A building: Lärbro church at Gotland, Sweden

Building is either the act of creating an object assembled from more than one element, or the object itself. A building is usually a human-created object composed of more than a single element, permanently fixed to the ground, that mediates one or more aspects of the environment.

Buildings may be as simple as a lone roof providing shelter from the rain for a single occupant, or as complex as a hospital regulating temperature, air flow, light, gas content, bacteria movement, particle flow, pressure, and people movement and activities.

The design construction and operation of buildings is as old as humankind. Architects today design most large-scale buildings in a team with a large number of specialized engineers. Small residential buildings do not usually involve extensive work by architects or engineers.

Systems for transport of people within buildings:

Systems for interconnecting buildings: See also:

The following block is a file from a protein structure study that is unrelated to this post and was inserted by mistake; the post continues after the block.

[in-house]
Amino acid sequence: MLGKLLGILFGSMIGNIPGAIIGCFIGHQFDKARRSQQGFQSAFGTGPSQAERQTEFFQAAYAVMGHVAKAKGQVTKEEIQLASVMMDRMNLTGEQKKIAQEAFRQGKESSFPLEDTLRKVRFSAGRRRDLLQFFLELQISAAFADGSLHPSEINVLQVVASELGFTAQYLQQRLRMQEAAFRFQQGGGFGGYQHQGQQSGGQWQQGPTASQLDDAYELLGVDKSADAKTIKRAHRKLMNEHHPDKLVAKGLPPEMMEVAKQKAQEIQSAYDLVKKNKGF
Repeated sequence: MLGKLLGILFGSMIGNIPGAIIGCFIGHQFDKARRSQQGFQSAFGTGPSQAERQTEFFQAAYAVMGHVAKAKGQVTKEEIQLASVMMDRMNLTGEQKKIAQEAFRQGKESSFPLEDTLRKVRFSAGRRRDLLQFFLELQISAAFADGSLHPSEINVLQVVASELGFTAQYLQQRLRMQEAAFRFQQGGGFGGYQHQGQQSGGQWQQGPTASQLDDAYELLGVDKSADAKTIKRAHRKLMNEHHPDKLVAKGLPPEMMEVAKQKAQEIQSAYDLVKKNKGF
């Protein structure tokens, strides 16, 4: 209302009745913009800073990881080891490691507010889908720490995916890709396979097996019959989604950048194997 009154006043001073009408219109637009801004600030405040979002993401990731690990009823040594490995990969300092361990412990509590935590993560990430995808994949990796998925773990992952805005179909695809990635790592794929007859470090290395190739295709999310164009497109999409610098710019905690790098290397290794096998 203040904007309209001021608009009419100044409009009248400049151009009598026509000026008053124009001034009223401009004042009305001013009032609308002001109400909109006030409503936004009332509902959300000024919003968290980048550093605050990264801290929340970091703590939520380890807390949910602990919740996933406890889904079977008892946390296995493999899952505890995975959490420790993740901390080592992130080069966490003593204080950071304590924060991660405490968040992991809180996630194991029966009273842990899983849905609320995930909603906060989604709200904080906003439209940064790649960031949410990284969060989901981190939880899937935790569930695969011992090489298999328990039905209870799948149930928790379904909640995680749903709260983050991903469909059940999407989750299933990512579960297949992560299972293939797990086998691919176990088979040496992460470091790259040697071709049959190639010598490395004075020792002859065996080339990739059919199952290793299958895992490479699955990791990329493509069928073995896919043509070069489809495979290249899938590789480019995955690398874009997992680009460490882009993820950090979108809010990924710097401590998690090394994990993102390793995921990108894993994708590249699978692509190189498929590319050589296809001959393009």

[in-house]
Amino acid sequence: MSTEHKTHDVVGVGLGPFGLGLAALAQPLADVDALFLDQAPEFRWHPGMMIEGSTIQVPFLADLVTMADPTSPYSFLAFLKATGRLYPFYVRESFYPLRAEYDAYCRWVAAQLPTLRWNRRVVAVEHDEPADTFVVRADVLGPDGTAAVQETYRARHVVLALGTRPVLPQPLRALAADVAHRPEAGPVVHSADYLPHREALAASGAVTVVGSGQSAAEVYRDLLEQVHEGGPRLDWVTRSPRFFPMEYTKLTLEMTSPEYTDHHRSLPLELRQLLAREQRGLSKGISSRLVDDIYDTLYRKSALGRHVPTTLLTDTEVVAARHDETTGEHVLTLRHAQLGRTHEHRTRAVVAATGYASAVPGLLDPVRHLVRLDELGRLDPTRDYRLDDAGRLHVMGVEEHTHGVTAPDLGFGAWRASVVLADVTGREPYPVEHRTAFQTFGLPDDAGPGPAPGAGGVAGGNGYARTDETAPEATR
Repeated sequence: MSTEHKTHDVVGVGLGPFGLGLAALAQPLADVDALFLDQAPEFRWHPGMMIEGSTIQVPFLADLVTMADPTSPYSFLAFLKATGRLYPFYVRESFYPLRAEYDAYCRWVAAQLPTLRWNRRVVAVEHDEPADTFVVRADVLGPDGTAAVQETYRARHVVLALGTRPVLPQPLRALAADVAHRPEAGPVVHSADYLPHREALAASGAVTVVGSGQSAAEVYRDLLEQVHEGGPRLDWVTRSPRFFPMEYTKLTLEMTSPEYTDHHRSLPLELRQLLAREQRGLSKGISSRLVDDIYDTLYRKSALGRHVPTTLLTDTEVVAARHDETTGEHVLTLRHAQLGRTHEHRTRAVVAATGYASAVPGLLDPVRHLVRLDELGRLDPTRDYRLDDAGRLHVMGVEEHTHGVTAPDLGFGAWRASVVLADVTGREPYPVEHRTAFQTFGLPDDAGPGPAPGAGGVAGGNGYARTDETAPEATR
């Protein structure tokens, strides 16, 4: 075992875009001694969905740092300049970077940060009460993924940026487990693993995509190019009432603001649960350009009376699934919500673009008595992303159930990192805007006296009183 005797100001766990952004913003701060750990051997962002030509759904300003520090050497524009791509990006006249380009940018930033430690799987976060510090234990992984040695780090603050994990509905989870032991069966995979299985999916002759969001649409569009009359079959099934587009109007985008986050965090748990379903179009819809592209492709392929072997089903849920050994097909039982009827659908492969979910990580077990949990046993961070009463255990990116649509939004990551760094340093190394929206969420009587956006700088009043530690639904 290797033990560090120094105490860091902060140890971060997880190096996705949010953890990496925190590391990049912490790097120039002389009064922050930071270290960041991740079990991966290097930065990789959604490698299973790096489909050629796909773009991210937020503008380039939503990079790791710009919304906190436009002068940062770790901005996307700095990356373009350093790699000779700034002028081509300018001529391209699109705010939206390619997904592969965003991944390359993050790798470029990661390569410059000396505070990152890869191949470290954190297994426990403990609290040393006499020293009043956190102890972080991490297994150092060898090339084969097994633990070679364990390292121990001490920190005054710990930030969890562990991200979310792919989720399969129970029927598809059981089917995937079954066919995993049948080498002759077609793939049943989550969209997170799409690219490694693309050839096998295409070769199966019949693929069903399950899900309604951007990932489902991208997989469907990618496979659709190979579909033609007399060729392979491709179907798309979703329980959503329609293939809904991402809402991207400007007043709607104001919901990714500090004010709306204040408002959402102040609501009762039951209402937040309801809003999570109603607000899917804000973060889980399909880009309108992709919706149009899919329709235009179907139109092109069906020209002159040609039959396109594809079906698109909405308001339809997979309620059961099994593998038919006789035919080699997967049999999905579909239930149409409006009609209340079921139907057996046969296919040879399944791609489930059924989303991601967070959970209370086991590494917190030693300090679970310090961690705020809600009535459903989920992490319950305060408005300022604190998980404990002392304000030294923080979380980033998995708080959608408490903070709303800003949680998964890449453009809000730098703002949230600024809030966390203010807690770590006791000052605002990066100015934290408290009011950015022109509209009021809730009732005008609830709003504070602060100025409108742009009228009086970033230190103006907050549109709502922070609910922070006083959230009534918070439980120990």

Building can also refer to the act of assembling a computer program from one or more source files. In which case, like a building, the foundation must be laid. The foundations necessary in building a program are the compiler, and other dependency all spelled out in list files, and makefiles. On Windows and Mac OS Classic, you always need to obtain a compiler since those operating systems don't include one. In addition, when compiling Unix programs, or if you are interested in running a Unix environment or an environment with mostly open source software, people frequently require or recommend cygwin. While the difference doesn't really matter, building refers to the whole process of preparing a source to be run, wheras compiling is a step in the process.